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J Pharm Sci. 2015 May;104(5):1815-24. doi: 10.1002/jps.24407. Epub 2015 Mar 9.

pH-responsive artemisinin dimer in lipid nanoparticles are effective against human breast cancer in a xenograft model.

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Department of Chemistry, University of Washington, Seattle, Washington, 98195.


Artemisinin (ART), a well-known antimalaria drug, also exhibits anticancer activities. We previously reported a group of novel dimeric artemisinin piperazine conjugates (ADPs) possessing pH-dependent aqueous solubility and a proof-of-concept lipid nanoparticle formulation based on natural egg phosphatidylcholine (EPC). EPC may induce allergic reactions in individuals sensitive to egg products. Therefore, the goal of this report is to develop ADP-synthetic lipid particles suitable for in vivo evaluation. We found that ADP binds to 1,2-dipalmitoyl-sn-glycero-3-phosphocholine (DPPC) with greater than 90% efficiency and forms drug-lipid particles (d ∼ 80 nm). Cryo-electron microscopy of the ADP drug-lipid particles revealed unilamellar vesicle-like structures. Detailed characterization studies show insertion of the ADP lead compound, ADP109, into the DPPC membrane and the presence of an aqueous core. Over 50% of the ADP109 was released in 48 hours at pH4 compared with less than 20% at neutral. ADP109-lipid particles exhibited high potency against human breast cancer, but was tolerated well by nontumorigenic cells. In MDA-MB-231 mouse xenograft model, lipid-bound ADP109 particles were more effective than paclitaxel in controlling tumor growth. Cellular uptake studies showed endocytosis of the nanoparticles and release of core-trapped marker throughout the cytosol at 37°C. These results demonstrate, for the first time, the in vivo feasibility of lipid-bound ART dimer for cancer chemotherapy.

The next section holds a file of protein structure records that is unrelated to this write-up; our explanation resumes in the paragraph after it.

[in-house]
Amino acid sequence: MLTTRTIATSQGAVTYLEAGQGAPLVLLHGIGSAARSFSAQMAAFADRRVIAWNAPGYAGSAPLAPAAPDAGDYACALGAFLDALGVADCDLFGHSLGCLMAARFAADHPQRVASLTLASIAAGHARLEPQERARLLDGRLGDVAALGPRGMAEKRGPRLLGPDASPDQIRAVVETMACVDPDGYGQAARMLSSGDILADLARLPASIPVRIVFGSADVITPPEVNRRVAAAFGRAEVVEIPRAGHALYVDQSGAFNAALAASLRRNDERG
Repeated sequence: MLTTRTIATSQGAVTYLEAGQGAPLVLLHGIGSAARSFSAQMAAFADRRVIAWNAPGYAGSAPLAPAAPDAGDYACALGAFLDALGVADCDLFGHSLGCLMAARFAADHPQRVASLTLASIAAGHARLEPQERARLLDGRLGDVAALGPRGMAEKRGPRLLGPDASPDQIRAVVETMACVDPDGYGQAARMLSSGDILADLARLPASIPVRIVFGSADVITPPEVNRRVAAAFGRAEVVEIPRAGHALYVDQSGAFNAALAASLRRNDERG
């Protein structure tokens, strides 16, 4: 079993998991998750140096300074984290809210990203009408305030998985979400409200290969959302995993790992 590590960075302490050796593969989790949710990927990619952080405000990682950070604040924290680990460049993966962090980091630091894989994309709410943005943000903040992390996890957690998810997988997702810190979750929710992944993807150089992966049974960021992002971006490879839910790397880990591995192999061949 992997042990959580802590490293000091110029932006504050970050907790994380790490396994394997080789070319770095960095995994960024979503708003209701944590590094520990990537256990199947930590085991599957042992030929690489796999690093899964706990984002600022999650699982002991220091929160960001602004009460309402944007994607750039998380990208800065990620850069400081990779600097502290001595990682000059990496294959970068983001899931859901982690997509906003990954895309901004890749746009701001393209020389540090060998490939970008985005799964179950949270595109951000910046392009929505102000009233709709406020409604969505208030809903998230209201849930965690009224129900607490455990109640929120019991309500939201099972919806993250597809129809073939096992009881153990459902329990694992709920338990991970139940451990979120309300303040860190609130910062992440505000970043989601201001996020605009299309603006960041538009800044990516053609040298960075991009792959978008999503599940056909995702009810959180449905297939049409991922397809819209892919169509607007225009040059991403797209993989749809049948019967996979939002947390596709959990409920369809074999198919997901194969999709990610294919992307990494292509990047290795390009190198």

cancer; cancer chemotherapy; glass transition; lipid-drug interaction; liposome; membrane integrity; nanoparticle; pH responsive delivery system

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